If you have a reverse mortgage, don't forget to pay your taxes and home insurance or you could face serious consequences, including the threat of foreclosure.
You may assume that a reverse mortgage keeps your lender from foreclosing on your property. After all, reverse mortgages do not require monthly payments and are repaid only when the home is sold or after you die.
However, a reverse mortgage – also known as a home equity conversion mortgage (HECM) – does not release you from the obligation to pay your property taxes and home insurance premiums. Failure to meet such obligations can put your home at risk.
And it can be easy to forget to make these payments. Unlike a traditional mortgage, a reverse mortgage does not offer the option of an escrow account from which taxes and insurance are paid automatically, says Steve Irwin, executive vice president of the National Reverse Mortgage Lenders Association (NRMLA).
If you have a reverse mortgage, you still can opt for a "set-aside" account from which your lender pays these obligations. However, less than 2 percent of all reverse mortgage borrowers do so, Irwin says.
People with reverse mortgages typically don't use the set-aside option because doing so reduces the amount of money available to them to pay for other expenses, Irwin says.
"And it can be difficult to determine how much to set aside since no one knows exactly how long the reverse mortgage will be in place," he says.
If you opt for a reverse mortgage, you must provide proof of homeowners insurance – such as a copy of the declarations page – during the settlement process, says Russell Rothstein, reverse mortgage division manager for Graystone Mortgage in Rockville, Md. You'll also be required to provide proof of continued insurance coverage each year thereafter.
If you fail to provide proof of insurance, the loan servicer will issue "force-placed insurance" that covers the cost to rebuild the property, but not the contents, finishes or fixtures inside the home, Rothstein says. Such coverage typically costs three times as much as regular home insurance, he says.
"Force-placed insurance will be paid from the reverse mortgage line of credit if there are proceeds still available," says Rothstein. "If the loan is a lump-sum, fixed-rate reverse mortgage, then the lender will pay the insurance premiums on the force-placed insurance and continue to contact the borrower for reimbursement."
If you fail to reimburse the lender, your home could be at risk of foreclosure. Irwin says that if the lender, rather than the homeowner, is paying the taxes and insurance, the loan is technically in default.
The Federal Housing Administration (FHA) division of the Department of Housing and Urban Development (HUD) guarantees the majority of reverse mortgage loans. Under HUD rules, the lender must go to HUD to request a default.
"Historically, HUD has been reluctant to call the loan on elderly borrowers, so typically these loans are given a 'pending' status rather than a yes or no answer on whether the lender can foreclose on the borrower, says Irwin.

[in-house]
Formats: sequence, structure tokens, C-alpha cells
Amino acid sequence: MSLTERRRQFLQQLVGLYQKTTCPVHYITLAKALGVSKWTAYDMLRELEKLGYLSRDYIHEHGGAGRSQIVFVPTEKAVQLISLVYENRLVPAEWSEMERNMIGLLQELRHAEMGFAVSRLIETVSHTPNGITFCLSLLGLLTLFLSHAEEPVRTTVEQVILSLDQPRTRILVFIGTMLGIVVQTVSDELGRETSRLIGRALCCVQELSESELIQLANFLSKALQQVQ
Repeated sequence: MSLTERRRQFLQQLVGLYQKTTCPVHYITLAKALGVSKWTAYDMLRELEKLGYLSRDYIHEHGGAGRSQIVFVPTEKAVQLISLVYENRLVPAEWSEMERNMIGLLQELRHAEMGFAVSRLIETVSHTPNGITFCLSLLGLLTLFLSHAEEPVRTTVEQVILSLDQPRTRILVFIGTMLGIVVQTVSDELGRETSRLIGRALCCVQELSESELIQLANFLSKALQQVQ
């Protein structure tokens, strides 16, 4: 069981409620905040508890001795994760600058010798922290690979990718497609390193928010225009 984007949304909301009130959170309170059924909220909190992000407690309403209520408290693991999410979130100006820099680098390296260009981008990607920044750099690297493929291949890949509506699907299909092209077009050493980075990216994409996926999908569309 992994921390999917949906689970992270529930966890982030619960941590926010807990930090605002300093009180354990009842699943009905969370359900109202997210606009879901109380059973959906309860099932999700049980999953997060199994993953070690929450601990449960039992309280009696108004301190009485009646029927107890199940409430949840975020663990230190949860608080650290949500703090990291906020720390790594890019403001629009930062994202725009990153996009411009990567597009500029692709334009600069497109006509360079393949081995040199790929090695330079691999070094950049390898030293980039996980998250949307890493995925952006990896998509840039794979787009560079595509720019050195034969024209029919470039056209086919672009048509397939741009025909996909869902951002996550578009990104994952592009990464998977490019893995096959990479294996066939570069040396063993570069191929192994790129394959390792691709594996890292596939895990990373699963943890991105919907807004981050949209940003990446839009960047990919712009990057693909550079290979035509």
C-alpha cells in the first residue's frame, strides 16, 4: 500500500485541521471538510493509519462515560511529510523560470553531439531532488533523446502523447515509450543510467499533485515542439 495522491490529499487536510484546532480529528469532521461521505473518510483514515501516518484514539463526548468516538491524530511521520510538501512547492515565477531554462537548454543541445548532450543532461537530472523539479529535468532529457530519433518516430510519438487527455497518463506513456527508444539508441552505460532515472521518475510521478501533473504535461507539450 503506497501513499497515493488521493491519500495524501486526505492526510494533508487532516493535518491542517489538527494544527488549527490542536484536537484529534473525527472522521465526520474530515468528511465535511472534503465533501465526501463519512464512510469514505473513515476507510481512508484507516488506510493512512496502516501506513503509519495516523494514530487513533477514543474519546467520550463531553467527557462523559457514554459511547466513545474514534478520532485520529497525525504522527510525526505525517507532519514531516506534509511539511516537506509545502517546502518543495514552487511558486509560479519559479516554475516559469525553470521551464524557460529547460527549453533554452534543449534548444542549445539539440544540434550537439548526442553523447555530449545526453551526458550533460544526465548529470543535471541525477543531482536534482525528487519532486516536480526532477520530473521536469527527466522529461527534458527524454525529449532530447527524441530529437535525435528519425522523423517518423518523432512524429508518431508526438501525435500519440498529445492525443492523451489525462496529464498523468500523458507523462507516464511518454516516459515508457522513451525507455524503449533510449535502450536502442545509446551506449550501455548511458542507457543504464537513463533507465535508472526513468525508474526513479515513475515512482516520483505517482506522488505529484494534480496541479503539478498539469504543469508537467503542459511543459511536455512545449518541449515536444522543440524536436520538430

A pending status means that the homeowners can stay in their home but face uncertainty as to when or whether HUD may begin foreclosure proceedings.
HUD guidelines say that before foreclosing, lenders must offer loss-mitigation options to homeowners such as:
Lenders have to allow at least 24 months to work out a repayment plan with you before any foreclosure steps can be taken. If none of the loss-mitigation efforts works, HUD may decide to allow lenders to move the status from pending to actual foreclosure.
Or, HUD may allow the homeowners to stay until they die or sell the house, with the loan servicer continuing to pay the insurance bill and hoping to be reimbursed through proceeds from the home sale.
Rothstein says that Reverse Mortgage Insight magazine reports that approximately 5 percent of all reverse mortgage borrowers currently are delinquent on property taxes, home insurance or both.
What should you do if you're concerned that you may begin missing tax or insurance payments?
"Borrowers who are running out of money should contact their loan servicer immediately to see if they can work out an arrangement to pay their insurance and tax bills," says Rothstein.
He says most reverse mortgage borrowers still have some equity in their homes. For those who are in financial trouble and have few options, "this may be the point when they need to consider selling the property if no other arrangement is possible."
Irwin says help is available if you're struggling financially. NRMLA and the National Council on Aging (NCOA) offer counseling for seniors with reverse mortgages and can help identify local programs that offer tax and home insurance payment assistance.
"Eventually there will be a database of resources on a national level to support reverse mortgage borrowers," says Irwin. "Right now, the best option for seniors is to contact their loan servicer or a HUD counselor to find out about local options for assistance."
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